Grace Kelly sits on steps in her “Paris” dress she wore in Alfred Hitchcock’s 1954 “Rear Window.” The gown had a light & airy quality with a slender waist and a beautiful skirt made from yards and yards of tulle and chiffon. The black and white confection was created by Paramount Pictures costume designer Edith Head. (“Grace Kelly: Floating on Chiffon,” Lisa’s History Room)

For more on Grace Kelly, click here.

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Salvador Dali grew a flamboyant moustache, waxed and up-turned, styled after , influenced by seventeenth-century Spanish master painter Diego Velázquez

Salvador Dalí grew a flamboyant moustache, waxed and up-turned, influenced by seventeenth-century Spanish master painter Diego Velázquez. The moustache became Dalí's trademark look.

In 1953, Spanish-born Surrealist painter Salvador Dalí (1904-1989) wrote:

“Every morning upon awakening, I experience a supreme pleasure: that of being Salvador Dalí, and I ask myself, wonderstruck, what prodigious thing will he do today, this Salvador Dalí….”

Salvador Dalí found deep meaning in Jan Vermeer's painting, "The Lacemaker" (ca. 1669-70)

Salvador Dalí found deep meaning in Jan Vermeer's painting, "The Lacemaker" (ca. 1669-70)

In December 1955, that “prodigious thing” meant that he was to borrow a friend’s white Rolls Royce Phantom II, fill it to the roof with 500 kg of cauliflower, and drive it to the Sorbonne in Paris. Then he would disembark and enter the school to give a lecture he’d impossibly titled, ‘Phenomenological Aspects of the Paranoiac Critical Method:’ 

“Some 2,000 ecstatic listeners were soon sharing Salvador’s Dalirium. Planting his elbows on a lecture table strewn with bread crumbs, Dalí blandly explained: “All emotion comes to me through the elbow.” Then he announced his latest finding in critical paranoia. The gamy meat of it: “Everything departs from the rhinoceros horn! Everything departs from [Dutch Master] Jan Vermeer’s The Lacemaker! Everything ends up in the cauliflower!” The rub, apologized Dalí, is that cauliflowers are too small to prove this theory conclusively.” (1)

As Dalí’s fame grew, his stunts and outrageous pronouncements became more frequent. He was an endless self-promoter, grandiose and pompous. He felt impelled, he admitted, to accumulate millions of dollars. He loved money. To keep the contracts coming, he was determined to keep himself in the public eye. His art and behavior were designed to provoke a response.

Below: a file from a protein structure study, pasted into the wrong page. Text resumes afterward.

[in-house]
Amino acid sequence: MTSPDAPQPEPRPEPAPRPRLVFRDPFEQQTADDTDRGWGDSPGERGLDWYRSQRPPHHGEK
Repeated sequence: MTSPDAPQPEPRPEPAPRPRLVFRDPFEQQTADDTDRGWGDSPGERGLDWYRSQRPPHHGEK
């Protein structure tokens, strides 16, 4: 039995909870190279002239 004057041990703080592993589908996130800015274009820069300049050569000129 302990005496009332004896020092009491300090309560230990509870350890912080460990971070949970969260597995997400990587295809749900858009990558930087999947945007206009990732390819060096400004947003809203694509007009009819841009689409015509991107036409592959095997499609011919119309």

Salvador Dalí's most famouse painting, "The Persistence of Memory," 1931. His inspiration for the three melting watches came to him when he had a headache. His wife Gala had gone to the movies with friends and Dalí, ill, had stayed at home. He sat at the kitchen table for a long time, staring at the melting Camembert cheese. Before going to bed, he entered his studio and looked at the landscape he was working on - and decided to add three melting watches.

Salvador Dalí's most famous painting, "The Persistence of Memory," 1931. His inspiration for the drooping timepieces came to him one night when he had a headache. His wife Gala had gone to the movies with friends while Dalí, ill, had stayed behind at home. He sat at the kitchen table for a long time, staring at the melting Camembert cheese. Before going to bed, he entered his studio and looked at the landscape he had been working on - and - Voila! - decided to add three melting watches.

He delighted in playing the buffoon. While Dalí’s pranks were often funny, one was certainly dangerous. Once he donned a deep-sea diving suit before giving a lecture. The helmet was soundproof so no one could hear him. Dalí began to thrash about, flailing his arms soundlessly. The audience roared with laughter, thinking it was part of Dalí’s act. But he was suffocating inside the helmet. It was not until he almost fainted that he was rescued. Accused of going too far,  Dalí would often reply, “It’s the only place I ever wanted to go.”

Sometimes his stunts were offensive, such as when he and wife Gala appeared at a New York costume party dressed as the Lindbergh baby and his kidnapper. Other spectacles bordered on the criminal, like when he discovered that his Bonwit Teller window display in Manhattan had been rearranged. He became so enraged that he hurled a bathtub through the plate glass window and crashed, with the tub, inside the store.

Dalí created The Mae West Lips Sofa (1937) in the same shocking-pink color introduced by fashion designer Elsa Schiaparellli

Dalí created The Mae West Lips Sofa (1937) in the same shocking-pink color introduced by fashion designer Elsa Schiaparelli.

Dalí was endlessly creative in many genres other than painting. He created jewelry, designed clothes (see my post: “Elsa Schiaparelli: Shocking-Pink“) and furniture, painted sets for ballets and plays, wrote fiction, created window displays for department stores, and produced the dream sequence for director Alfred Hitchcock’s “Spellbound.He recorded a TV ad for Lanvin chocolates, designed the Chupa Chups candy labels, and was interviewed on TV in 1958 by Mike Wallace – during which Dalí imperiously referred to himself in the third person.

(1) TIME, Dec. 26, 1955

(2) “The Surreal World of Salvador Dali,” Smithsonian magazine, April 2005.